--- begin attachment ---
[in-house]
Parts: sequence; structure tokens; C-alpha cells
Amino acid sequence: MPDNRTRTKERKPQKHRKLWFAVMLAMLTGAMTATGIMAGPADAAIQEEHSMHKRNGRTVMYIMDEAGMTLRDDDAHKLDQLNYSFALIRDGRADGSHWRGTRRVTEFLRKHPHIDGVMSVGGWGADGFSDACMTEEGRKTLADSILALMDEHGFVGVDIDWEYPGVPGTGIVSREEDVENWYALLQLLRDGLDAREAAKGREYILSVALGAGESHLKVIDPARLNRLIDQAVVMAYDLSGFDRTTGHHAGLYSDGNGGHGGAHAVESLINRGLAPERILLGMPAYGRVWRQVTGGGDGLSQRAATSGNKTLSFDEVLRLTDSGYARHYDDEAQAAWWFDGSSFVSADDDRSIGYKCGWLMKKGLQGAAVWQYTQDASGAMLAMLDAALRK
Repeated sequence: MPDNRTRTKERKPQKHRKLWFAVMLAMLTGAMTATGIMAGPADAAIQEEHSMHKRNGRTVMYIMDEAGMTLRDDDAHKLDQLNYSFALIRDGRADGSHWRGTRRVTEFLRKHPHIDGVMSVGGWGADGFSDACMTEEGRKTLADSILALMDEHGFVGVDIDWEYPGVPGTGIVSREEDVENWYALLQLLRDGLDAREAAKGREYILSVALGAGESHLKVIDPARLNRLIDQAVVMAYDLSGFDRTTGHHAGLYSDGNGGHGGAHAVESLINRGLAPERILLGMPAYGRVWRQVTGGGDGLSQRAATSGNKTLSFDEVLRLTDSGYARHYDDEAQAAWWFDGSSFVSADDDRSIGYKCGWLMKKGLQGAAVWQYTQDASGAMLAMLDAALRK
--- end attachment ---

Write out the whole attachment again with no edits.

[in-house]
Parts: sequence; structure tokens; C-alpha cells
Amino acid sequence: MPDNRTRTKERKPQKHRKLWFAVMLAMLTGAMTATGIMAGPADAAIQEEHSMHKRNGRTVMYIMDEAGMTLRDDDAHKLDQLNYSFALIRDGRADGSHWRGTRRVTEFLRKHPHIDGVMSVGGWGADGFSDACMTEEGRKTLADSILALMDEHGFVGVDIDWEYPGVPGTGIVSREEDVENWYALLQLLRDGLDAREAAKGREYILSVALGAGESHLKVIDPARLNRLIDQAVVMAYDLSGFDRTTGHHAGLYSDGNGGHGGAHAVESLINRGLAPERILLGMPAYGRVWRQVTGGGDGLSQRAATSGNKTLSFDEVLRLTDSGYARHYDDEAQAAWWFDGSSFVSADDDRSIGYKCGWLMKKGLQGAAVWQYTQDASGAMLAMLDAALRK
Repeated sequence: MPDNRTRTKERKPQKHRKLWFAVMLAMLTGAMTATGIMAGPADAAIQEEHSMHKRNGRTVMYIMDEAGMTLRDDDAHKLDQLNYSFALIRDGRADGSHWRGTRRVTEFLRKHPHIDGVMSVGGWGADGFSDACMTEEGRKTLADSILALMDEHGFVGVDIDWEYPGVPGTGIVSREEDVENWYALLQLLRDGLDAREAAKGREYILSVALGAGESHLKVIDPARLNRLIDQAVVMAYDLSGFDRTTGHHAGLYSDGNGGHGGAHAVESLINRGLAPERILLGMPAYGRVWRQVTGGGDGLSQRAATSGNKTLSFDEVLRLTDSGYARHYDDEAQAAWWFDGSSFVSADDDRSIGYKCGWLMKKGLQGAAVWQYTQDASGAMLAMLDAALRK